paul-mccartney-mccartney-iii-review

Paul McCartney Goes Back to the Home Studio for ‘McCartney III’

Pop's premiere one-man-band Paul McCartney makes the ultimate lockdown album in McCartney II.

McCartney III
Paul McCartney
Universal
18 December 2020

Paul McCartney was made for lockdown. 2020 saw musicians downloading long-distance song contributions from far-flung bandmates at such a rate that it’s a miracle that the Internet didn’t shake all its rivets loose. McCartney was having none of that – he just rolled up his sleeves, dusted off his computer interface, and got busy on his own. The result – McCartney III, scratched a creative itch, satiated Beatlemaniacs, and helped to prop up an industry, reeling from last year’s biological body blow. But is it any good? Well, it’s certainly not bad.

McCartney III comes a mere 40 years after his last “solo” album, McCartney II. That album was initially critically panned but has turned from a fan favorite into a “lost classic”, which now pops up on “must listen” lists cranked out by sincere bloggers and learned tastemakers the world over. What that album and its 1970 predecessor McCartney share is a sense of playfulness and experimentation, which III hints at but never really embraces. On occasion, McCartney steps gingerly out of his comfort zone but then retreats fairly quickly. That’s a shame.

The first single from the album, “Find My Way”, is the kind of amiable power-pop tune that McCartney could write between finishing his main course and starting his dessert. That said, it’s pretty great. Quirky, backward sounding guitars and fake brass sections augment a typically lovely, Macca melody. You’re holding your breath, hoping it’s not going to be the embarrassing cringe-fest that part of you has been dreading, and you’re delighted that it isn’t. So far, so good. McCartney sounds like he’s having fun, and his voice, although weather-beaten, is pretty much intact. Overdubs and Auto-Tune? Maybe, but doesn’t everybody do that now?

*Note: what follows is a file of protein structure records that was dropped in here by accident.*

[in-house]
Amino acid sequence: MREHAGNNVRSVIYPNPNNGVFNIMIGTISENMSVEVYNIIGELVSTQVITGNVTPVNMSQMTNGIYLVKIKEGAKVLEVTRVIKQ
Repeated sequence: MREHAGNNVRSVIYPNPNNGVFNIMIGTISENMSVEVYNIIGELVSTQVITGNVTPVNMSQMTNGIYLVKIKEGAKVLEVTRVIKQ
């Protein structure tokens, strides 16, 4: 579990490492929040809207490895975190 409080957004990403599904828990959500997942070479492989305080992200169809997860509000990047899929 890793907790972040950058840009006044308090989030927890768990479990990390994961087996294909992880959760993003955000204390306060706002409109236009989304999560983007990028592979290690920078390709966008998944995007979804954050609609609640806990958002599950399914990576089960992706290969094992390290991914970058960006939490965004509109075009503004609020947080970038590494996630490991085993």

“Pretty Boys” could have been recorded at any point of his career. It could have sat nicely alongside “Dear Prudence” on “The White Album” or on Wings at the Speed of Sound or Chaos and Creation in the Backyard. The lyrics are fascinating and surprisingly pointed: “They’re gonna set your world on fire / Objects of desire / Preaching to the choir / They can talk, but they never say much.” Is this a sideswipe at the new wave of boy bands, or is McCartney just being a grumpy old man? To prove he has been paying attention to whatever’s been happening in the last 20 years, “Women and Wives” takes Coldplay’s earnest, piano-led, midtempo template, and buffs it up to a high sheen. Chris Martin must be livid and flattered.

If your favorite track on Abbey Road was “Polythene Pam”, then you’ll love “Lavatory Lil”, which is probably as good as any song called “Lavatory Lil” is ever going to be. It’s only saving grace is that it’s pretty short. Brevity may have helped “Deep Deep Feeling”, which is stretched to breaking point by unnecessary repetition and production tricks. Not even the Dave Gilmour style guitar solo can save it. “Sometimes I wish it would stay / Sometimes I wish it would go away”, goes the refrain. Again and again and again and again.

“Slidin'” goes some way to getting your attention back. Although the song is essentially a guitar riff played in unison by McCartney and touring bandmate Rusty Anderson, it’s a fine, taut little rocker in the style of mid-’70s Wings. If this had been recorded live by a band in a greasy recording studio at three in the morning, it would have blown the doors off. There’s not much wrong with this version, however. And if you need any proof that McCartney can still pack a simple tune with lovely melodic details, well here’s “The Kiss of Venus” and “Seize the Day” to reassure you. Hearing him sing “Yankee toes and Eskimos / Can turn to frozen ice” is oddly comforting when the rest of the world falls to bits.

The album ends with “When Winter Comes”, which is the kind of cozy, easy-going pop ditty that enraged John Lennon in the early ’70s. If you can cope with lyrics like “I must dig a drain by the carrot patch”, then you’ll be rewarded with a charming little folk song that joins the dots between this record and his first solo album from 1970. It’s a lovely way to finish an album. Low key and totally without pretense.

It isn’t easy to separate the weight of his legacy from any McCartney record released in the last 50 years. “Yeah, but it isn’t as good as…” is a fruitless exercise and is about as valid as comparing ice cream to axle grease. McCartney III may not be the jewel in the crown of his recorded work, but it’s a decent record, which proves once and for all that you cannot overlook, second guess, or write off Paul McCartney. How much longer can he do it for? Well, he’ll be the judge of that. And by now, we really should have learned to trust his judgment.

RATING 7 / 10
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